. High-speed trains connect the city to Milan
in just over an hour. Driving the (toll) highway takes approximately twice as long, but is also convenient. Good road and rail connections also exist to Florence and Rome
These networks should normally make flying to Bologna unnecessary, at least from within Italy, but the city also has its own international airport (code BLQ) with several connections to a range of European cities. Including by budget airlines.
Within Bologna's compact centre practically everything is walkable, but there are also buses and trams/trolleybuses, in case your accommodation is a bit further out.
options cover a very wide range, including some very good budget options, e.g. in the area just north of the centre and convenient for the Ustica memorial
(there are some business hotels in the area that primarily cater for the nearby trade fair complex and these can offer excellent value for money weekend rates).
And with regard to food & drink
, Bologna hardly needs an introduction (but see background above for a few remarks). Countless restaurants and little trattorias cater for the city's gluttonous inhabitants and visitors alike. The university quarter in particular leans more towards the cheap and cheerful.
Time required: For just the dark attractions of the city, a day might just about do (if opening hours allow covering it all, that is) but two or three days can easily be filled, if you want to explore beyond the dark and take things at a moire leisurely pace.
Combinations with other dark destinations:
Given Bologna's convenient location and good transport links, it combines most perfectly with Milan
, which is only a good hour away by high-speed train.
Even closer by, but more tricky to reach by public transport are the Mussolini crypt
in Predappio or the Fossoli
camp memorial near Carpi (with its deportation museum
), for which you should rather have your own means of transport.
can also be reached relatively easily from Bologna including by train via Florence.
Combinations with non-dark destinations:
Bologna is often regarded as rougher and scruffier than many of its equally famous Italian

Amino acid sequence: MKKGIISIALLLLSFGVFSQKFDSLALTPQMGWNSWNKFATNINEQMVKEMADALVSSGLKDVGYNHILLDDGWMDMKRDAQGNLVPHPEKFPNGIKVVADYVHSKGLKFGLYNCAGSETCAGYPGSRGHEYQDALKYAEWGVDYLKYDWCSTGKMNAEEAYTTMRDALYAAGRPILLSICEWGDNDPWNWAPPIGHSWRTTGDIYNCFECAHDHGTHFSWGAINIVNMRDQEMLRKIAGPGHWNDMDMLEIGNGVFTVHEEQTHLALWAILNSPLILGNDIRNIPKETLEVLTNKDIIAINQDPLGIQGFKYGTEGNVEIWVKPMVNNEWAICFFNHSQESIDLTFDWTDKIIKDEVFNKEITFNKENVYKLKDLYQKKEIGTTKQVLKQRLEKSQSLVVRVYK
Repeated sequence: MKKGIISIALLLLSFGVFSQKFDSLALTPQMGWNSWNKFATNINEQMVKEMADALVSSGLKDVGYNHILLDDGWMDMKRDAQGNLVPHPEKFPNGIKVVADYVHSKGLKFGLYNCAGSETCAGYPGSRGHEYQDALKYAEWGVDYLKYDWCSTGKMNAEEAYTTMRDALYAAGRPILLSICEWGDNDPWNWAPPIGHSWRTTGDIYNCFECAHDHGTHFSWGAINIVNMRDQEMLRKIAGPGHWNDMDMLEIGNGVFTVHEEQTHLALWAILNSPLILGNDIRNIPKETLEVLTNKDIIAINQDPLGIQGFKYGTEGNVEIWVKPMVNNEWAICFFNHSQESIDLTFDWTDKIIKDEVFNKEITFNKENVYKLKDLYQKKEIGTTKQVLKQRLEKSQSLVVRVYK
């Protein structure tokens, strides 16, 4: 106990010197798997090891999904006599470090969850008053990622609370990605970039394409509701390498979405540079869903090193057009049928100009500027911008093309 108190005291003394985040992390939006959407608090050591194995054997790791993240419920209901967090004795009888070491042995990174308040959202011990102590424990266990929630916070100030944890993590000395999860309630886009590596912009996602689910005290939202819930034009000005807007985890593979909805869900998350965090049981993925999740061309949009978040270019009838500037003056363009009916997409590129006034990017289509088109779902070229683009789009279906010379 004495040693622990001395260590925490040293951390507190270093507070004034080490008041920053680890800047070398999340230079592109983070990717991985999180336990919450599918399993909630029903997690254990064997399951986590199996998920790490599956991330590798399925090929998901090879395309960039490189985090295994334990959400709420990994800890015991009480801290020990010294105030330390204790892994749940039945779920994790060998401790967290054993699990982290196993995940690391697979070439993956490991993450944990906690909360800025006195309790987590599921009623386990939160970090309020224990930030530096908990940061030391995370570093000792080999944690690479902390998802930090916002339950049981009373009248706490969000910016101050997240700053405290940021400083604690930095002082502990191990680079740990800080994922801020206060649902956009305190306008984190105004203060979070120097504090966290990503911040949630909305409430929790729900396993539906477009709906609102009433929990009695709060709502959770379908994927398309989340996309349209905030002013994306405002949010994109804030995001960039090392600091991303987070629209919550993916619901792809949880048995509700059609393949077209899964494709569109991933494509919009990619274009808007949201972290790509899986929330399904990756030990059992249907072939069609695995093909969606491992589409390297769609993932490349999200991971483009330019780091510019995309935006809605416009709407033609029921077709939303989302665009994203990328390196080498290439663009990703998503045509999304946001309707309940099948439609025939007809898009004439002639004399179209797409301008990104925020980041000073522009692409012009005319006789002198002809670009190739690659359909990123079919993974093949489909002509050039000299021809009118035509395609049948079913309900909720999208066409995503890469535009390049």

sister cities, but I liked it. Yes, there is a lot of graffiti, but that doesn't have to be a bad thing – at least if it is interesting and imaginative graffiti. And some that I saw delivered on that front.
The student culture adds to that a vibrant cultural life and bar scene, but there are also highly established more traditional cultural institutions (e.g. opera and theatre).
The cityscape overall is “cosy”, not as grand as Rome
, and many pavements are under arcades or colonnades, so there's plenty of shelter from fierce sun or rain. That only adds to the city's attraction to those who like exploring on foot.
Moreover, Bologna is one of Italy's culinary capitals, although here the focus is on “the Fat” (see background) in the form of meat and cheese, so vegans are a bit hard done by here (in contrast to southern Italian
cities or Sicily). The culinary theme is particularly concentrated in the Quadrilatero district around a few narrow streets branching off to the east from Piazza Maggiore. Here dozens of traditional speciality shops vie for gourmets' attention and collectively form something like a street market. It's brilliant for window shopping alone.
- Bologna 01 - the Red
- Bologna 02 - the Fat
- Bologna 03 - the Learned - uni quarter
- Bologna 04 - Anatomy department
- Bologna 05 - Piazza del Nettuno
- Bologna 06 - memorial wall
- Bologna 07 - continuing resistance
- Bologna 08 - terrorist victims memorial
- Bologna 09 - reflective
- Bologna 10 - Basilica di San Petronio
- Bologna 11 - lots of colonnades
- Bologna 12 - providing shelter for pedestrians
- Bologna 13 - leaning towers
- Bologna 14 - criss-cross
- Bologna 15 - in the historic centre
- Bologna 16 - solemn cleric
- Bologna 17 - hommage to heavy industry
- Bologna 18 - a bit of Roman rubble
- Bologna 19 - tobacco factory
- Bologna 20 - slain in August
- Bologna 21 - foodie heaven - except for vegans
- Bologna 22 - iconic dish - but not made with spaghetti in the original